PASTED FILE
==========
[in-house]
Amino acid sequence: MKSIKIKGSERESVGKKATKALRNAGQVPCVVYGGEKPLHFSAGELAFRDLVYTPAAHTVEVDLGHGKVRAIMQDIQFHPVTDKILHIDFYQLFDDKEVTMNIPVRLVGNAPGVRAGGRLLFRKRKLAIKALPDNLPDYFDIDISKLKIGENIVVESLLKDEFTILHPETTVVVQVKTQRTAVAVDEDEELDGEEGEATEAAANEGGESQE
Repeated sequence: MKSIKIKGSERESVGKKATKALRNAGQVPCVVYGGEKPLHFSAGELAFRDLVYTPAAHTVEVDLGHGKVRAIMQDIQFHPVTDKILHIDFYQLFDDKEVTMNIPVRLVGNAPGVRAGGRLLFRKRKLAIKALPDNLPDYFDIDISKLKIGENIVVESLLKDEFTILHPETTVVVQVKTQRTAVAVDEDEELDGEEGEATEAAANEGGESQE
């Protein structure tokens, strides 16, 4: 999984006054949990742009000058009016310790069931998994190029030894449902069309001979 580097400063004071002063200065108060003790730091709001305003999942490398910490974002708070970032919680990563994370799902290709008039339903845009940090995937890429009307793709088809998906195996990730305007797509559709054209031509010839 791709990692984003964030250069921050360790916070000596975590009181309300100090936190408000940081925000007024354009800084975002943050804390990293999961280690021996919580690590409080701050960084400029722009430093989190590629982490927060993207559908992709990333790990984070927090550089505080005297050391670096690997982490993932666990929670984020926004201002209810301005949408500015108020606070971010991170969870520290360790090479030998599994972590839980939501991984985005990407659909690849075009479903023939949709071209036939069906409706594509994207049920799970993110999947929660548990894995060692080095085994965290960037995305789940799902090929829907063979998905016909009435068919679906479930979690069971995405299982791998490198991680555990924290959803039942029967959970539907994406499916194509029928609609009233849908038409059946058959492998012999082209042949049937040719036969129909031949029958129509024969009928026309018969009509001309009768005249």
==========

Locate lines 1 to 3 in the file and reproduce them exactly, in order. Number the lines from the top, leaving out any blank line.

[in-house]
Amino acid sequence: MKSIKIKGSERESVGKKATKALRNAGQVPCVVYGGEKPLHFSAGELAFRDLVYTPAAHTVEVDLGHGKVRAIMQDIQFHPVTDKILHIDFYQLFDDKEVTMNIPVRLVGNAPGVRAGGRLLFRKRKLAIKALPDNLPDYFDIDISKLKIGENIVVESLLKDEFTILHPETTVVVQVKTQRTAVAVDEDEELDGEEGEATEAAANEGGESQE
Repeated sequence: MKSIKIKGSERESVGKKATKALRNAGQVPCVVYGGEKPLHFSAGELAFRDLVYTPAAHTVEVDLGHGKVRAIMQDIQFHPVTDKILHIDFYQLFDDKEVTMNIPVRLVGNAPGVRAGGRLLFRKRKLAIKALPDNLPDYFDIDISKLKIGENIVVESLLKDEFTILHPETTVVVQVKTQRTAVAVDEDEELDGEEGEATEAAANEGGESQE